Datacentre design and construction specialist Sudlows has been at the forefront of innovative infrastructure developments for more than 100 years. Founder Albert Sudlow’s first contract involved changing Manchester’s street lighting from traditional gas to a newfangled technology known as electricity.
The company, which today turns over around £16m and employs 165 staff, still prides itself on pushing the technological boundaries. Its creation of a highly efficient datacentre in a small would-be office block was judged the year’s best private sector project in Computer Weekly’s European Datacentre Awards.
The Belle Vue datacentre was built on the site of an old petrol station in Manchester. The owner had begun developing an unused corner of the plot as an office block, but part-way through the work he decided to convert it into a datacentre.
“He’s very entrepreneurial and I guess he’d identified colocation as a good business to get into,” says Sudlows’ mechanical services director Gary Frith. “We’re based a couple of miles down the road, so he approached us to come up with a solution for his budget.”
Rising to the colocation challenge
To say the project was challenging is an understatement.
The plan was to host more than 160 server racks in a building with only 400m² of space, spread over five floors. Not only that, but there was only a small service lift shaft available to the construction team, so every piece of kit had to be precisely measured and carefully lifted into position on each floor.
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“We put a temporary lift into the shaft, but much of the kit needed to be carried, piece by piece, up the stairs. It took a good few weeks to get it all in, and we also had to reinforce some of the floors,” says Frith.
Sudlows had to ensure the datacentre would always have sufficient power and was cooled efficiently.
“The building had 1.5KW of usable power, and we also put a couple of 600KVA diesel generators in the basement, which meant forming special openings in the concrete to get them in. Even then, we only had millimetres to spare and had to take bits off the generators to squeeze them in,” says Frith.
The company used an efficient fresh air cooling system, with the radiators placed separately with the uninterruptible power supplies (UPSs) and low-voltage switch gear on the ground floor, since there was no space for them in the basement with the generators.
The remaining three floors house the server racks – 53 per floor – with power and communications fed from above.
“Since it was designed originally as an office block, there was a significant height restriction. There was no space to fit in a raised, modular floor or a suspended ceiling, so we had to be very inventive,” says Frith.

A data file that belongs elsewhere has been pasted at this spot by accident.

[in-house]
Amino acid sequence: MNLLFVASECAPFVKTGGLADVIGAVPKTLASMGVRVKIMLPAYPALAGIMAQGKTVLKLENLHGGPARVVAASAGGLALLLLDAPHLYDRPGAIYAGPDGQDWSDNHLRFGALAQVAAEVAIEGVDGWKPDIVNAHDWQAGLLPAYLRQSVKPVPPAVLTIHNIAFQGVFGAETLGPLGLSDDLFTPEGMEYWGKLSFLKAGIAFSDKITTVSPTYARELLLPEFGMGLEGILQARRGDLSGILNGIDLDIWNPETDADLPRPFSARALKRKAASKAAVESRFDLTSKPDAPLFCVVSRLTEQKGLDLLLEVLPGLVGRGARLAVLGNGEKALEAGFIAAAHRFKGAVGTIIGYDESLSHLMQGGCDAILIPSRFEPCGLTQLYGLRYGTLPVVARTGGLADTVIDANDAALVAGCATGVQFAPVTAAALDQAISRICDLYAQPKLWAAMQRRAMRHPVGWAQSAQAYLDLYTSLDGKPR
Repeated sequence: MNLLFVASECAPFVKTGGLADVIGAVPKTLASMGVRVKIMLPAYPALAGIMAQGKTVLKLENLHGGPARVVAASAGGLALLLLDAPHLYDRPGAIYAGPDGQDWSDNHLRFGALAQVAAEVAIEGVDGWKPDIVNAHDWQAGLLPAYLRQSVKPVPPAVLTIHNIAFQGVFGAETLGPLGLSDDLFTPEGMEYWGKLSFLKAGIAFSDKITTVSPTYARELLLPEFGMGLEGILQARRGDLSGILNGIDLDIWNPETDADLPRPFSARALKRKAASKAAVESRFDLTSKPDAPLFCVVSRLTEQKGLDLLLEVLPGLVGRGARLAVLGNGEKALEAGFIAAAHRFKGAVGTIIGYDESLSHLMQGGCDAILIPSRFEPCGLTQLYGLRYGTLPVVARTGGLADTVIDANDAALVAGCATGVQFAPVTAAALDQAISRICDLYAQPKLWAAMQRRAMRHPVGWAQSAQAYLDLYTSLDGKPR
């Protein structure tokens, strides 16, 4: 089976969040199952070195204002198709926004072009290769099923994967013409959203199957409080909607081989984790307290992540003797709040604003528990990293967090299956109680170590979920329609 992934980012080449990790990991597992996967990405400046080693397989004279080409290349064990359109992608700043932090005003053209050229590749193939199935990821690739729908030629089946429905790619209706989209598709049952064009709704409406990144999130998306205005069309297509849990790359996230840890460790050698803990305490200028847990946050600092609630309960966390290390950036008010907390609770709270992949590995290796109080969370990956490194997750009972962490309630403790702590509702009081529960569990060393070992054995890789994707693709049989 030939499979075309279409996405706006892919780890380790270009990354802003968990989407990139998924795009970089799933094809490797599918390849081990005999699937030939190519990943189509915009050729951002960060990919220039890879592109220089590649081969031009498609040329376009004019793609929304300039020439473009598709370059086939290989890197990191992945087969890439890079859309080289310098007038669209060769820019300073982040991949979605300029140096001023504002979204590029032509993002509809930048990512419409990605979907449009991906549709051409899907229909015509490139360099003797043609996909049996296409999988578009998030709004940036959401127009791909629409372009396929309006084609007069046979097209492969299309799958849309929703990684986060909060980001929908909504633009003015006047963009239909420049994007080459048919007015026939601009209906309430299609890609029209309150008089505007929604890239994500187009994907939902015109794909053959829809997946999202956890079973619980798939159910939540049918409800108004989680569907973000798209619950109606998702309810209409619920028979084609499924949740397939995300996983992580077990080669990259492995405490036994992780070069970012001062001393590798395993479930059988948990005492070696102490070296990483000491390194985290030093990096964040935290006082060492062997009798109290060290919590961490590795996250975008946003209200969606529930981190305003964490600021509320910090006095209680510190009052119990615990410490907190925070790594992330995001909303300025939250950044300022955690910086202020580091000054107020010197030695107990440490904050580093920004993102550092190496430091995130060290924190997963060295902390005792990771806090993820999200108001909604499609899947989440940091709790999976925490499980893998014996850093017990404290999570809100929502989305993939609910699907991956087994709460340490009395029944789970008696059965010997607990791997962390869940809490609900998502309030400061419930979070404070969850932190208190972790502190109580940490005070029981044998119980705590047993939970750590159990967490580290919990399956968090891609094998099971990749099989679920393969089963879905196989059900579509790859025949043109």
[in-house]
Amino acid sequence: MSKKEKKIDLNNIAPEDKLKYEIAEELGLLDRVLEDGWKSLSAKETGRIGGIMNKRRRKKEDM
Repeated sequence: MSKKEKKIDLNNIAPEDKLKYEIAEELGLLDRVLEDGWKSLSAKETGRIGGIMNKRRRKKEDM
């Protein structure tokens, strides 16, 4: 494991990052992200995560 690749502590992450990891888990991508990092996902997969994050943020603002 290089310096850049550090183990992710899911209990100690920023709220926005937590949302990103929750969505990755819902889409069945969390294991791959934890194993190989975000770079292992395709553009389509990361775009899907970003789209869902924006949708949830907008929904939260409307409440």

Each floor is fitted with 11 highly energy-efficient Liebert-Emerson air-cooled, in-row cooling units which automatically adjust to match the datacentre’s cooling needs at any particular point.
“The datacentre uses the minimum amount of power possible for air-conditioning. It has a PUE of around 1.4, which given the constraints we had to work under is exceptionally good. Although some solutions offer better PUE figure, we couldn’t use things like evaporative coolers because of the space restrictions,” says Frith.
We managed to create a highly efficient datacentre with a capacity to match facilities twice the size
Gary Frith, Sudlows
Noise was also an issue. “There’s a hotel nearby, so we had to make sure the building wasn’t too noisy. All the air-cooled condensers are on the roof, the exhausts on the diesel generators are double-silenced and the radiators have oversized coils and slower rotating fans on them. The generators don’t run unless there is a power outage,” says Frith.
Datacentre efficiency and power in a tight space
Despite the various challenges, Sudlows successfully completed the project in little over six months. It is a testament to what can be done in a restricted space with careful planning, innovative design and expert execution, says Frith.
“Fortunately, we have a great deal of expertise in-house, including full-time electricians, comms guys and fibre optics specialists. We had around 20-25 people maxed out on the project throughout,” he adds.
“It was one of the most innovative and challenging projects we’ve done, but I’m proud to say we managed to create a highly efficient datacentre with a capacity to match facilities twice the size.”
Frith adds that the client, while not yet fully up-and-running, is delighted with the result: “He’s starting to populate the server rooms and everything works well. In fact, he’s now thinking about building two or three more datacentres on his old petrol station sites around the North West.”